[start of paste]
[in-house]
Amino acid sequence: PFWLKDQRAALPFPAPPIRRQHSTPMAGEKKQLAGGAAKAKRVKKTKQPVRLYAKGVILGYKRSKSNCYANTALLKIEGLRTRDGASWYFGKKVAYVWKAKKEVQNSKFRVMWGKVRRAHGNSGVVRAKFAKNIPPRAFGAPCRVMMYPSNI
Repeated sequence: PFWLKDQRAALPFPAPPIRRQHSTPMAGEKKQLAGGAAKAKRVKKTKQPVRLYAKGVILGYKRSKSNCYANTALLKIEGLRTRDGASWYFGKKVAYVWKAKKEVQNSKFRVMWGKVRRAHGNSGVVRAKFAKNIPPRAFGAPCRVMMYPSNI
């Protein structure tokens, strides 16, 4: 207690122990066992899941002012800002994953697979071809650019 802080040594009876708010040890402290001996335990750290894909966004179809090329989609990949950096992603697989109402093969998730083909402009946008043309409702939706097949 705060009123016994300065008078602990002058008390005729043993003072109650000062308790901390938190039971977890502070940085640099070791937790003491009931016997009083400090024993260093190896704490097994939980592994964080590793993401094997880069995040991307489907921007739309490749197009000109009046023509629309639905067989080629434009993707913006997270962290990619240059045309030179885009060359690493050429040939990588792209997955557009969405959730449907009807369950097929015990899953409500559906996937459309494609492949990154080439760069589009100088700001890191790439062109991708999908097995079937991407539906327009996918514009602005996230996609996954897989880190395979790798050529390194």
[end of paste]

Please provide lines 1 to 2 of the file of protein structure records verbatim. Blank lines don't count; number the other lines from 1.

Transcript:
[in-house]
Amino acid sequence: PFWLKDQRAALPFPAPPIRRQHSTPMAGEKKQLAGGAAKAKRVKKTKQPVRLYAKGVILGYKRSKSNCYANTALLKIEGLRTRDGASWYFGKKVAYVWKAKKEVQNSKFRVMWGKVRRAHGNSGVVRAKFAKNIPPRAFGAPCRVMMYPSNI